• @SteveCox Actually, there's no obligation for Java (especially ME) to use such instructions, as embedded devices may have processors/microcontrollers that lack them, and not all JVMs will use them, even if they exist. – Reinstate Monica - ζ-- Apr 2 '14 at 22:25
• of course there is no obligation. any vm can implement java however they want. this is how the x86 vm's do it. if you are actually using java for an embedded device, i'd like to point you to xkcd.com/801 – Steve Cox Apr 2 '14 at 22:26
• When `StrictMath` is used, the JVM probably can't use the machine instructions unless there's been some verification that they return the same results as the "fdlibm" algorithm in all cases. (Don't ask me how they would verify this.) – ajb Apr 2 '14 at 22:33

The JDK is not obligated to compute sine and cosine on its own, only to provide you with an interface to some implementation via `Math`. So the simple answer to your question is: It doesn't; it asks something else to do it, and that something else is platform/JDK/JVM dependent.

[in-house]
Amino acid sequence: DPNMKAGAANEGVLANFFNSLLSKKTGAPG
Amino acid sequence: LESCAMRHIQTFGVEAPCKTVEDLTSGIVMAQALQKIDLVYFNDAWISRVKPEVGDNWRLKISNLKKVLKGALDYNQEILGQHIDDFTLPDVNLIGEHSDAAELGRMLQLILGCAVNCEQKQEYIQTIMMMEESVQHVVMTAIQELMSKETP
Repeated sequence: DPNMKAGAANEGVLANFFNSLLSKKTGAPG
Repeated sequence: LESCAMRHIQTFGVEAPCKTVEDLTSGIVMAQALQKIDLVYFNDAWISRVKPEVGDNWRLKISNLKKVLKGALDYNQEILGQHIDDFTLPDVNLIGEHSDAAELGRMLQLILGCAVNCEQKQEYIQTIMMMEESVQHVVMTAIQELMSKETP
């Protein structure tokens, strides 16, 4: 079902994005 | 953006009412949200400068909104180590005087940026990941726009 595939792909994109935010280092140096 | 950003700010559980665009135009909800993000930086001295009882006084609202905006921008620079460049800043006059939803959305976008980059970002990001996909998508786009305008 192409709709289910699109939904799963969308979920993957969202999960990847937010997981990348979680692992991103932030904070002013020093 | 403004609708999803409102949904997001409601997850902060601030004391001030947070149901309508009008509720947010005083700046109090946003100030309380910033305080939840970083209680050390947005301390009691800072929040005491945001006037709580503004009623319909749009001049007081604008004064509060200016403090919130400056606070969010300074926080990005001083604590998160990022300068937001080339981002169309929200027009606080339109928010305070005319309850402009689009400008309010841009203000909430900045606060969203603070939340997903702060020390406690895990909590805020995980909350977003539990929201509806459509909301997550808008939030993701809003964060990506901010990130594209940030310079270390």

All JDKs that I know of pass the burden off to some native code. In your case, you came across a reference to fdlibm, and you'll just have to suck it up and learn to read that code if you want to see the actual implementation there.

Some JVMs can optimize this. I believe HotSpot has the ability to spot `Math.cos()`, etc. calls and throw in a hardware instruction on systems where it is available, but do not quote me on that.

From the documentation for `Math`:

By default many of the Math methods simply call the equivalent method in StrictMath for their implementation. Code generators are encouraged to use platform-specific native libraries or microprocessor instructions, where available, to provide higher-performance implementations of Math methods. Such higher-performance implementations still must conform to the specification for Math.